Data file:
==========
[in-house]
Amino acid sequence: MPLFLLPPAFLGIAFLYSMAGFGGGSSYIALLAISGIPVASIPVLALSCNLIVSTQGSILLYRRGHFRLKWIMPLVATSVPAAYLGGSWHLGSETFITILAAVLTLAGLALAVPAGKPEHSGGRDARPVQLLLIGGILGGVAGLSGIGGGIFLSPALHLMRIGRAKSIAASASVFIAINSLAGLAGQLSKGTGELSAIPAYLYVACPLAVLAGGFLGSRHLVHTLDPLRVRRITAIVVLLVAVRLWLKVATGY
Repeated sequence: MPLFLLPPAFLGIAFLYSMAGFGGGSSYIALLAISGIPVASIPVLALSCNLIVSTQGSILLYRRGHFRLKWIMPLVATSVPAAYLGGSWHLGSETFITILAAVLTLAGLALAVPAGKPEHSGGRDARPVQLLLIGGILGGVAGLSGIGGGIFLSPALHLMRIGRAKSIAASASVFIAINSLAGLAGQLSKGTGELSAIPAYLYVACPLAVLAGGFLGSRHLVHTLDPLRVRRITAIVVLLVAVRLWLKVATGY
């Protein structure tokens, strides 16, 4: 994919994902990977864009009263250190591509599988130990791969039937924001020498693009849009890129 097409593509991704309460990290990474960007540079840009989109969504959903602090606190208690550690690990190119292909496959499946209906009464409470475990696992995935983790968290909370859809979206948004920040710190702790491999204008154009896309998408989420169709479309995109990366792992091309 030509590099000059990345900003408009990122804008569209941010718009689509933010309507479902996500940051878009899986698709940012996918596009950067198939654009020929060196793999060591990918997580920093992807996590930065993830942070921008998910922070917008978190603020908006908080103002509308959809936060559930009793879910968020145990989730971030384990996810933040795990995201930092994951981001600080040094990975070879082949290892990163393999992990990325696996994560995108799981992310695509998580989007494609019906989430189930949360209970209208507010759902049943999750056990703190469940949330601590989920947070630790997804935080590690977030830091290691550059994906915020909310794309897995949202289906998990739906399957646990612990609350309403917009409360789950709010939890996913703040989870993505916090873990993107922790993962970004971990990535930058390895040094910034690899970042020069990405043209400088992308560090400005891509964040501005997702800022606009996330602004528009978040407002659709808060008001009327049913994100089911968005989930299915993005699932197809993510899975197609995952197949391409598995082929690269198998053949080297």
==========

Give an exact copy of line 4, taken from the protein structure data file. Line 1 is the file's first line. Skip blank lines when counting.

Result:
């Protein structure tokens, strides 16, 4: 994919994902990977864009009263250190591509599988130990791969039937924001020498693009849009890129 097409593509991704309460990290990474960007540079840009989109969504959903602090606190208690550690690990190119292909496959499946209906009464409470475990696992995935983790968290909370859809979206948004920040710190702790491999204008154009896309998408989420169709479309995109990366792992091309 030509590099000059990345900003408009990122804008569209941010718009689509933010309507479902996500940051878009899986698709940012996918596009950067198939654009020929060196793999060591990918997580920093992807996590930065993830942070921008998910922070917008978190603020908006908080103002509308959809936060559930009793879910968020145990989730971030384990996810933040795990995201930092994951981001600080040094990975070879082949290892990163393999992990990325696996994560995108799981992310695509998580989007494609019906989430189930949360209970209208507010759902049943999750056990703190469940949330601590989920947070630790997804935080590690977030830091290691550059994906915020909310794309897995949202289906998990739906399957646990612990609350309403917009409360789950709010939890996913703040989870993505916090873990993107922790993962970004971990990535930058390895040094910034690899970042020069990405043209400088992308560090400005891509964040501005997702800022606009996330602004528009978040407002659709808060008001009327049913994100089911968005989930299915993005699932197809993510899975197609995952197949391409598995082929690269198998053949080297």